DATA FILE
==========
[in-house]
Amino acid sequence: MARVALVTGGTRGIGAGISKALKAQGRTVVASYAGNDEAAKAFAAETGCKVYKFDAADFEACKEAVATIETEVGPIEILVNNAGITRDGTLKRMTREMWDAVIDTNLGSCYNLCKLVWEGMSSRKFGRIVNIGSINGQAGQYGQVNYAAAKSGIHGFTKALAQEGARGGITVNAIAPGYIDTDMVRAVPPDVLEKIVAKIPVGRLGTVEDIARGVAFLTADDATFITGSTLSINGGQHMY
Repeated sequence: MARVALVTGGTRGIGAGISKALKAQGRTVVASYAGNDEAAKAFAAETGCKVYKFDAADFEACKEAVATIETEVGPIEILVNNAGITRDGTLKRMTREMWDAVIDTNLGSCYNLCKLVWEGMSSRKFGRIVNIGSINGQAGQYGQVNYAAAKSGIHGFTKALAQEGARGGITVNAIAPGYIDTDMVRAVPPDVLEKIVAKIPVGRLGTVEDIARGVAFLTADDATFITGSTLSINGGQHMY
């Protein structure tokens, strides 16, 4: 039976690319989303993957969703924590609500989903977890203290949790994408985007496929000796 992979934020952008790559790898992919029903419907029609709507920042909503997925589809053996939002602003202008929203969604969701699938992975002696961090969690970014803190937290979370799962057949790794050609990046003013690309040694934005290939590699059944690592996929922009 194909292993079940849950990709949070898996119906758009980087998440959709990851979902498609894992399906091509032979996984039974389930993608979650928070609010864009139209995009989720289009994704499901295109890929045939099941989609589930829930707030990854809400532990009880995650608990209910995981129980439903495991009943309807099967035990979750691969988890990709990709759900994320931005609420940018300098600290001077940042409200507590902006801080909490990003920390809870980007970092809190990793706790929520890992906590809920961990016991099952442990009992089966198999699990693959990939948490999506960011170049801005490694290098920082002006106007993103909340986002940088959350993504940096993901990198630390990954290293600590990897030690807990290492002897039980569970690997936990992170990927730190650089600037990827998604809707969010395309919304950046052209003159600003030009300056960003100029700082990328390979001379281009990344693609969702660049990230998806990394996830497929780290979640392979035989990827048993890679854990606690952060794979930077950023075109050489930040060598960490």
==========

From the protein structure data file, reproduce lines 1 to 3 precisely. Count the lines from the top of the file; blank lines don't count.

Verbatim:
[in-house]
Amino acid sequence: MARVALVTGGTRGIGAGISKALKAQGRTVVASYAGNDEAAKAFAAETGCKVYKFDAADFEACKEAVATIETEVGPIEILVNNAGITRDGTLKRMTREMWDAVIDTNLGSCYNLCKLVWEGMSSRKFGRIVNIGSINGQAGQYGQVNYAAAKSGIHGFTKALAQEGARGGITVNAIAPGYIDTDMVRAVPPDVLEKIVAKIPVGRLGTVEDIARGVAFLTADDATFITGSTLSINGGQHMY
Repeated sequence: MARVALVTGGTRGIGAGISKALKAQGRTVVASYAGNDEAAKAFAAETGCKVYKFDAADFEACKEAVATIETEVGPIEILVNNAGITRDGTLKRMTREMWDAVIDTNLGSCYNLCKLVWEGMSSRKFGRIVNIGSINGQAGQYGQVNYAAAKSGIHGFTKALAQEGARGGITVNAIAPGYIDTDMVRAVPPDVLEKIVAKIPVGRLGTVEDIARGVAFLTADDATFITGSTLSINGGQHMY